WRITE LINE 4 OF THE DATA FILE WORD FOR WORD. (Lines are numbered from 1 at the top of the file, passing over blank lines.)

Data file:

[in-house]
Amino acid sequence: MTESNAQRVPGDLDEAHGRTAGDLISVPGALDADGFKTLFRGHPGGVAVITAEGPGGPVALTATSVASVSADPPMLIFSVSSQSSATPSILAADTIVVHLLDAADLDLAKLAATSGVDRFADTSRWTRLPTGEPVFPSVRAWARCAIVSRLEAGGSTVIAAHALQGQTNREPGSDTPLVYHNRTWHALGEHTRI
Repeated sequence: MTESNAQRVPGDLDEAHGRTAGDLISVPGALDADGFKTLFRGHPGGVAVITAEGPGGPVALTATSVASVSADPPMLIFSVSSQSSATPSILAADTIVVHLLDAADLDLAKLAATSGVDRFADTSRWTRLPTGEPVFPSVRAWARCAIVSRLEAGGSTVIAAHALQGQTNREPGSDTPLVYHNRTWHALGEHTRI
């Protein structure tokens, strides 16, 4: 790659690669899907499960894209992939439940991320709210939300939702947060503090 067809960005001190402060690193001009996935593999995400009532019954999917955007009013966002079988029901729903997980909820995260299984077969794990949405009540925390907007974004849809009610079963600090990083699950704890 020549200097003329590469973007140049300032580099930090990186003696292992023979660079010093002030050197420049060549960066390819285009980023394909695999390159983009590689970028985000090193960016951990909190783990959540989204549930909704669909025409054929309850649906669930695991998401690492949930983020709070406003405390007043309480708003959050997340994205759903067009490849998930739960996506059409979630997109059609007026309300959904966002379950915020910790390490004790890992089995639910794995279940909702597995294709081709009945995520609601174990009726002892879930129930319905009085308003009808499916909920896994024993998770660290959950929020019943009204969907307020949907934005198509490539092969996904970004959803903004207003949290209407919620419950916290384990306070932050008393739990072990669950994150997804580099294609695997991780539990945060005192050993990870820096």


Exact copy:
């Protein structure tokens, strides 16, 4: 790659690669899907499960894209992939439940991320709210939300939702947060503090 067809960005001190402060690193001009996935593999995400009532019954999917955007009013966002079988029901729903997980909820995260299984077969794990949405009540925390907007974004849809009610079963600090990083699950704890 020549200097003329590469973007140049300032580099930090990186003696292992023979660079010093002030050197420049060549960066390819285009980023394909695999390159983009590689970028985000090193960016951990909190783990959540989204549930909704669909025409054929309850649906669930695991998401690492949930983020709070406003405390007043309480708003959050997340994205759903067009490849998930739960996506059409979630997109059609007026309300959904966002379950915020910790390490004790890992089995639910794995279940909702597995294709081709009945995520609601174990009726002892879930129930319905009085308003009808499916909920896994024993998770660290959950929020019943009204969907307020949907934005198509490539092969996904970004959803903004207003949290209407919620419950916290384990306070932050008393739990072990669950994150997804580099294609695997991780539990945060005192050993990870820096």